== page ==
It was these blurred distinctions between good and bad, the moral and the immoral that critics had such a problem with. Unlike the previous neo-classical novels which were often didactic, the majority of Gothic novels didn’t pass a specific moral judgement, and therefore they made it harder for readers to distinguish between vice and virtue. They presented vice as being not wholly bad, through characters that always portrayed some inherently virtuous characteristic, despite their evident moral corruption.

Recent decades have seen a movement from concern about the Gothic novel’s influence on female readers, to a concern about the portrayal of women in the novels themselves. The stereotypical portrayal of a ‘damsel in distress’ recurs throughout Gothic fiction from the earliest novels such as Walpole’s ‘The Castle of Otranto’ to the twentieth-century Gothic revival novels such as Angela Carter’s ‘The Bloody Chamber’. The key difference, however, is that Carter intentionally stereotyped her heroines in order to highlight the inherent gender roles at the heart of this genre and society itself. However, like with almost every Gothic theme, there is an ambiguity surrounding the idea of the ‘damsel in distress’. Yes, there are moments in almost every Gothic novel when the female protagonist must be physically saved; but there is also the sense of a moral or spiritual rescue and in these instances there is frequently a role reversal between victim and saviour. Protagonists such as Ann Radcliffe’s Emily, in ‘The Mysteries of Udolpho’, and Mary Shelley’s Elizabeth are seen to epitomise qualities of virtue, bravery and selflessness and become the saviour of their respective male counterparts. It is possible that, as proto-feminist writers, Radcliffe and Shelley were unusual in their perceptions of women (Shelley’s mother Mary Wollstonecraft wrote ‘A Vindication of the Rights’ of Women’). However, in Stoker’s ‘Dracula’, Mina Harker is described multiple times as “angelic” as well as being said to have a “man’s brain”, and surprisingly, in the novel, the combination of contemporary ideas of masculine and feminine qualities within Mina is not seen as something undesirable. In fact, it’s quite the opposite; some critics have even argued that Mina is almost as important as or even more important than Dracula himself.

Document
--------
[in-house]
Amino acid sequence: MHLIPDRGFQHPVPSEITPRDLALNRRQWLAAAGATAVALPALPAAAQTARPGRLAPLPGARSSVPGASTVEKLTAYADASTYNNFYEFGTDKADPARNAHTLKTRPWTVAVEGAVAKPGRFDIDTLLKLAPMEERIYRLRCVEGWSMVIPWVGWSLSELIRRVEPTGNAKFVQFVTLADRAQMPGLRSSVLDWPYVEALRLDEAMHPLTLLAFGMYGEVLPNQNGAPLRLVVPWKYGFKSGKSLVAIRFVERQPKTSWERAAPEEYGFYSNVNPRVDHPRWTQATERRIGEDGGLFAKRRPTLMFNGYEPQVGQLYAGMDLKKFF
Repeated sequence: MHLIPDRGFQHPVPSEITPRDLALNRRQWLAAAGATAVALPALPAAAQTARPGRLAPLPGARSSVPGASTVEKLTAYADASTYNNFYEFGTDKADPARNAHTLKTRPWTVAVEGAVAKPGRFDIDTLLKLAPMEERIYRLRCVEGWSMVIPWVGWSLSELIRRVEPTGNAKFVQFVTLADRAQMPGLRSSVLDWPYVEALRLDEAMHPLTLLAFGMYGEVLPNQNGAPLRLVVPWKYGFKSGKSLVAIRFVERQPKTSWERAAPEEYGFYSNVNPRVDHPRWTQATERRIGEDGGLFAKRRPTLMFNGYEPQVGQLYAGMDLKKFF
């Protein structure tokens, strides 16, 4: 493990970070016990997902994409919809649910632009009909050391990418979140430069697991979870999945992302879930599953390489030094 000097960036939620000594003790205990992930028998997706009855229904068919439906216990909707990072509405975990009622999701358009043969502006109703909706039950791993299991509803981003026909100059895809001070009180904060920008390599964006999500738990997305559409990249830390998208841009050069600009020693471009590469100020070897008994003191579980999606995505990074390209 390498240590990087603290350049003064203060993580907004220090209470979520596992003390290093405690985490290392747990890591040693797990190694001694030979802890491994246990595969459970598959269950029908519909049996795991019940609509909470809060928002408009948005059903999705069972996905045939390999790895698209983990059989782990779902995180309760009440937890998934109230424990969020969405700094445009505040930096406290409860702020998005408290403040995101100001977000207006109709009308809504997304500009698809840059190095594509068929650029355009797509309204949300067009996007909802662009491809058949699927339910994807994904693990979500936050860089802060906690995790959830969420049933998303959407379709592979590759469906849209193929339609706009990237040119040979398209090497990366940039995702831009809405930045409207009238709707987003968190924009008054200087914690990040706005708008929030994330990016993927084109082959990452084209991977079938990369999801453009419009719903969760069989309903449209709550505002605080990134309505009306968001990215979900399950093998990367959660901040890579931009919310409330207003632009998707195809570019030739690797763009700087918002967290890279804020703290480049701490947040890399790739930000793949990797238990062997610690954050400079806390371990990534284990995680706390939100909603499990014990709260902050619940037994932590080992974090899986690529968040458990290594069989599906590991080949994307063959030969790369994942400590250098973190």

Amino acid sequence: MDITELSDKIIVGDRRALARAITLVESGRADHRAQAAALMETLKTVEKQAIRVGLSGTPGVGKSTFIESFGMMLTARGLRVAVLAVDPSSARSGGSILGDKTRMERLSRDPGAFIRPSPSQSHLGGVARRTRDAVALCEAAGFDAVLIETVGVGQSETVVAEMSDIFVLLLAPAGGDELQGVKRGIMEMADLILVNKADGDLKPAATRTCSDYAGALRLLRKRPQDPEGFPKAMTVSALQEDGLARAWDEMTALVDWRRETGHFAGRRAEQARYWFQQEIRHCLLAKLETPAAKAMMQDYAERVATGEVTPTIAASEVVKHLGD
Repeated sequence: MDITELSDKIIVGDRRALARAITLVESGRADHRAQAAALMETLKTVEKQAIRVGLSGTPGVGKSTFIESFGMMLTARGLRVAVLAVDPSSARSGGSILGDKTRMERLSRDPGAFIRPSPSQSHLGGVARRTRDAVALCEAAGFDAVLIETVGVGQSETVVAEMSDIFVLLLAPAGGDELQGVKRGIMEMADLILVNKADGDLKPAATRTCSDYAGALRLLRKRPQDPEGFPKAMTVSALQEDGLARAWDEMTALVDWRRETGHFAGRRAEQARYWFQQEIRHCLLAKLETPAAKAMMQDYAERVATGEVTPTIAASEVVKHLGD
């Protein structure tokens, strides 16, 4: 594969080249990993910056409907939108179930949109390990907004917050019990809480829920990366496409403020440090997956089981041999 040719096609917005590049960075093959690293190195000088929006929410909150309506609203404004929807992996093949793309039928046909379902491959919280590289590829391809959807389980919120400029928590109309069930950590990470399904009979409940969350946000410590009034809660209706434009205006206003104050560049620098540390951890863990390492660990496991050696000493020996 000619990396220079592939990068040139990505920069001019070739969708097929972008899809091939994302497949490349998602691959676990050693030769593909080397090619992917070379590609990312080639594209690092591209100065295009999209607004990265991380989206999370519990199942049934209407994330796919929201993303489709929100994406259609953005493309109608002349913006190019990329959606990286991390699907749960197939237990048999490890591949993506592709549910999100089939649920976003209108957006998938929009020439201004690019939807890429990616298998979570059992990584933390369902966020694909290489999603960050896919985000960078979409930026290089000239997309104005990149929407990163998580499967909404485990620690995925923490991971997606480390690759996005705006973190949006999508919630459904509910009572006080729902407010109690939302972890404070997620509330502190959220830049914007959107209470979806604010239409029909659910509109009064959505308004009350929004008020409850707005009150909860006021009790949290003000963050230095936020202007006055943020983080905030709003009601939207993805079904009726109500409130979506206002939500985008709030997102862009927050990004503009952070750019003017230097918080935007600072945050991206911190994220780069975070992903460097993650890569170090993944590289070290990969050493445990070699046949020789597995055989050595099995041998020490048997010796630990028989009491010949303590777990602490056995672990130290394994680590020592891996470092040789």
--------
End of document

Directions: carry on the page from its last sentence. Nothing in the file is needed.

Gothic fiction is elusive and complex, like its characters, allowing each reader to take something different from it; but this is why it’s one of my favourite genres of literature. It’s a genre that will have you on the edge of your seat whilst still being able to laugh at its own melodrama, and it’s the perfect thing to read on a dark winter’s evening with the lights turned down – so get reading!

One thought on this article.

  1. Ella says:

    Hello. I am currently writing an essay on the coexistence of good and evil in Frankenstein, and the idea of contemporary critics being cynical about women readership is really interesting. Do you have any references to quotations or research papers that you could recommend that look at that topic?